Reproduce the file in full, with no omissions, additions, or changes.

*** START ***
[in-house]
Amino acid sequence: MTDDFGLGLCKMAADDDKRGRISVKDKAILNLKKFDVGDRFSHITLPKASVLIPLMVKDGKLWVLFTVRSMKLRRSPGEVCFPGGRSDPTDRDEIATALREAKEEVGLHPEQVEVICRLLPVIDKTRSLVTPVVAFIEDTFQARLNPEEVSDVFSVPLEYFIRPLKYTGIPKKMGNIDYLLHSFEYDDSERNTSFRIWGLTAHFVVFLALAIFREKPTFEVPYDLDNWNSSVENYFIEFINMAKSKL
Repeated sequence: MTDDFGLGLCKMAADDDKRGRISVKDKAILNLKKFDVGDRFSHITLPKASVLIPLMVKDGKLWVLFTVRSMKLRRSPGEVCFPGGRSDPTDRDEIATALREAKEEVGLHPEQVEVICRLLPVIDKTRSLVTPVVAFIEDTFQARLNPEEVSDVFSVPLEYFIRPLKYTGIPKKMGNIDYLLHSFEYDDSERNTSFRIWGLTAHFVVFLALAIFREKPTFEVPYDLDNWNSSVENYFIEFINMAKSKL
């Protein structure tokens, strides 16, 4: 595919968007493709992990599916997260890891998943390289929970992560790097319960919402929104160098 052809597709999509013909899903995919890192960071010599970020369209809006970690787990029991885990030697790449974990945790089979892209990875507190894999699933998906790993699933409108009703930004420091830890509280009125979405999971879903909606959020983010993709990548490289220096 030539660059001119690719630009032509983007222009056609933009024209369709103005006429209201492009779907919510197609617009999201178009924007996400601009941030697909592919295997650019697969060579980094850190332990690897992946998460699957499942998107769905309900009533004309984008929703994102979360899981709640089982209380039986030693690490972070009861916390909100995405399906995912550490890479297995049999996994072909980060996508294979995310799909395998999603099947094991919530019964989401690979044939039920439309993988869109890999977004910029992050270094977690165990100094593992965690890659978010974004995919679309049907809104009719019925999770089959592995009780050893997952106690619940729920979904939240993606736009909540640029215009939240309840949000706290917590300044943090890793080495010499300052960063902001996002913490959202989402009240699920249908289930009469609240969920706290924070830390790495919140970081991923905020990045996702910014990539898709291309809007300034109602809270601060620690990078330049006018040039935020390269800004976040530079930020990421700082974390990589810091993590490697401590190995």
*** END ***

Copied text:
[in-house]
Amino acid sequence: MTDDFGLGLCKMAADDDKRGRISVKDKAILNLKKFDVGDRFSHITLPKASVLIPLMVKDGKLWVLFTVRSMKLRRSPGEVCFPGGRSDPTDRDEIATALREAKEEVGLHPEQVEVICRLLPVIDKTRSLVTPVVAFIEDTFQARLNPEEVSDVFSVPLEYFIRPLKYTGIPKKMGNIDYLLHSFEYDDSERNTSFRIWGLTAHFVVFLALAIFREKPTFEVPYDLDNWNSSVENYFIEFINMAKSKL
Repeated sequence: MTDDFGLGLCKMAADDDKRGRISVKDKAILNLKKFDVGDRFSHITLPKASVLIPLMVKDGKLWVLFTVRSMKLRRSPGEVCFPGGRSDPTDRDEIATALREAKEEVGLHPEQVEVICRLLPVIDKTRSLVTPVVAFIEDTFQARLNPEEVSDVFSVPLEYFIRPLKYTGIPKKMGNIDYLLHSFEYDDSERNTSFRIWGLTAHFVVFLALAIFREKPTFEVPYDLDNWNSSVENYFIEFINMAKSKL
């Protein structure tokens, strides 16, 4: 595919968007493709992990599916997260890891998943390289929970992560790097319960919402929104160098 052809597709999509013909899903995919890192960071010599970020369209809006970690787990029991885990030697790449974990945790089979892209990875507190894999699933998906790993699933409108009703930004420091830890509280009125979405999971879903909606959020983010993709990548490289220096 030539660059001119690719630009032509983007222009056609933009024209369709103005006429209201492009779907919510197609617009999201178009924007996400601009941030697909592919295997650019697969060579980094850190332990690897992946998460699957499942998107769905309900009533004309984008929703994102979360899981709640089982209380039986030693690490972070009861916390909100995405399906995912550490890479297995049999996994072909980060996508294979995310799909395998999603099947094991919530019964989401690979044939039920439309993988869109890999977004910029992050270094977690165990100094593992965690890659978010974004995919679309049907809104009719019925999770089959592995009780050893997952106690619940729920979904939240993606736009909540640029215009939240309840949000706290917590300044943090890793080495010499300052960063902001996002913490959202989402009240699920249908289930009469609240969920706290924070830390790495919140970081991923905020990045996702910014990539898709291309809007300034109602809270601060620690990078330049006018040039935020390269800004976040530079930020990421700082974390990589810091993590490697401590190995």